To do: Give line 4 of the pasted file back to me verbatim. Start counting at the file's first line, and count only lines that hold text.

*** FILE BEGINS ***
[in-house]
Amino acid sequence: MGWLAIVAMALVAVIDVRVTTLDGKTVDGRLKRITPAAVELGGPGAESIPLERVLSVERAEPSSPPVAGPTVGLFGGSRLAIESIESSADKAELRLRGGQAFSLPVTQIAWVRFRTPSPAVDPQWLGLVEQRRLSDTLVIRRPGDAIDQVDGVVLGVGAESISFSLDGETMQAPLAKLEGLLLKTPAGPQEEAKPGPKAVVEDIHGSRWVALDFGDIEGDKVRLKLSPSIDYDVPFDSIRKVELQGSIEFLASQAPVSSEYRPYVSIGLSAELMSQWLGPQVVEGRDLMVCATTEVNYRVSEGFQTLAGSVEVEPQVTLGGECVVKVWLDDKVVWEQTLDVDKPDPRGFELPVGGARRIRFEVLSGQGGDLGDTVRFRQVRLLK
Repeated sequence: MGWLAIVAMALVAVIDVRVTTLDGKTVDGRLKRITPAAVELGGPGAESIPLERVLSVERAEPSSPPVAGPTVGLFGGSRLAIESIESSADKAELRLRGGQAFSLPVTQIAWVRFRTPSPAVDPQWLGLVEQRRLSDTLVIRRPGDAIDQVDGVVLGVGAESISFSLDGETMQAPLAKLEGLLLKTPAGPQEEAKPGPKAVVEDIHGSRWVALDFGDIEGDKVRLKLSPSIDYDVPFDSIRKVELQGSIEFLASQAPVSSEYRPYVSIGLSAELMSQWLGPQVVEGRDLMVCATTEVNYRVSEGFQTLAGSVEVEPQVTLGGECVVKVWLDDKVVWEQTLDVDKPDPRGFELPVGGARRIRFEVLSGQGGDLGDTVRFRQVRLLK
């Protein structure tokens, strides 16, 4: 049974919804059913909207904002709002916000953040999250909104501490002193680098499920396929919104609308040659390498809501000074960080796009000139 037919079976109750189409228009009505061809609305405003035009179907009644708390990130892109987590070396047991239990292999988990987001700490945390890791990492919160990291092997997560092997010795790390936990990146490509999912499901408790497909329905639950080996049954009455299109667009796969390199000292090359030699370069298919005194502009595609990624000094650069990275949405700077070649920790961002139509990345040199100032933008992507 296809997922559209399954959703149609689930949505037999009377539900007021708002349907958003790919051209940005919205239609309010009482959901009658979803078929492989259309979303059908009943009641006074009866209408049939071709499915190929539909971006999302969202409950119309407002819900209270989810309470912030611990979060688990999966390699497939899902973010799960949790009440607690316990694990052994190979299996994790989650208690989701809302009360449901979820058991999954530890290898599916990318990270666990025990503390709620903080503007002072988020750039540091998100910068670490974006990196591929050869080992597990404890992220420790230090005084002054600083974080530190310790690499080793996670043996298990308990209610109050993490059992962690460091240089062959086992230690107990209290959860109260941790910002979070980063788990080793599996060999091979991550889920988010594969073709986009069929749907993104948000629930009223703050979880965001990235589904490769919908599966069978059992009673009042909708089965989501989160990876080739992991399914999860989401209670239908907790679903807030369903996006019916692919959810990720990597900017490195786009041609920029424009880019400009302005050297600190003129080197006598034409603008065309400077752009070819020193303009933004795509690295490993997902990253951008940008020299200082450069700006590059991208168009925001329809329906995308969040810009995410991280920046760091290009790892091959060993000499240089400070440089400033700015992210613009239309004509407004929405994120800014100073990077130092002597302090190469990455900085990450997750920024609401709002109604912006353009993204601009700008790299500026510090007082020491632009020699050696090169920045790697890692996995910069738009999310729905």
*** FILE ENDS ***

């Protein structure tokens, strides 16, 4: 049974919804059913909207904002709002916000953040999250909104501490002193680098499920396929919104609308040659390498809501000074960080796009000139 037919079976109750189409228009009505061809609305405003035009179907009644708390990130892109987590070396047991239990292999988990987001700490945390890791990492919160990291092997997560092997010795790390936990990146490509999912499901408790497909329905639950080996049954009455299109667009796969390199000292090359030699370069298919005194502009595609990624000094650069990275949405700077070649920790961002139509990345040199100032933008992507 296809997922559209399954959703149609689930949505037999009377539900007021708002349907958003790919051209940005919205239609309010009482959901009658979803078929492989259309979303059908009943009641006074009866209408049939071709499915190929539909971006999302969202409950119309407002819900209270989810309470912030611990979060688990999966390699497939899902973010799960949790009440607690316990694990052994190979299996994790989650208690989701809302009360449901979820058991999954530890290898599916990318990270666990025990503390709620903080503007002072988020750039540091998100910068670490974006990196591929050869080992597990404890992220420790230090005084002054600083974080530190310790690499080793996670043996298990308990209610109050993490059992962690460091240089062959086992230690107990209290959860109260941790910002979070980063788990080793599996060999091979991550889920988010594969073709986009069929749907993104948000629930009223703050979880965001990235589904490769919908599966069978059992009673009042909708089965989501989160990876080739992991399914999860989401209670239908907790679903807030369903996006019916692919959810990720990597900017490195786009041609920029424009880019400009302005050297600190003129080197006598034409603008065309400077752009070819020193303009933004795509690295490993997902990253951008940008020299200082450069700006590059991208168009925001329809329906995308969040810009995410991280920046760091290009790892091959060993000499240089400070440089400033700015992210613009239309004509407004929405994120800014100073990077130092002597302090190469990455900085990450997750920024609401709002109604912006353009993204601009700008790299500026510090007082020491632009020699050696090169920045790697890692996995910069738009999310729905």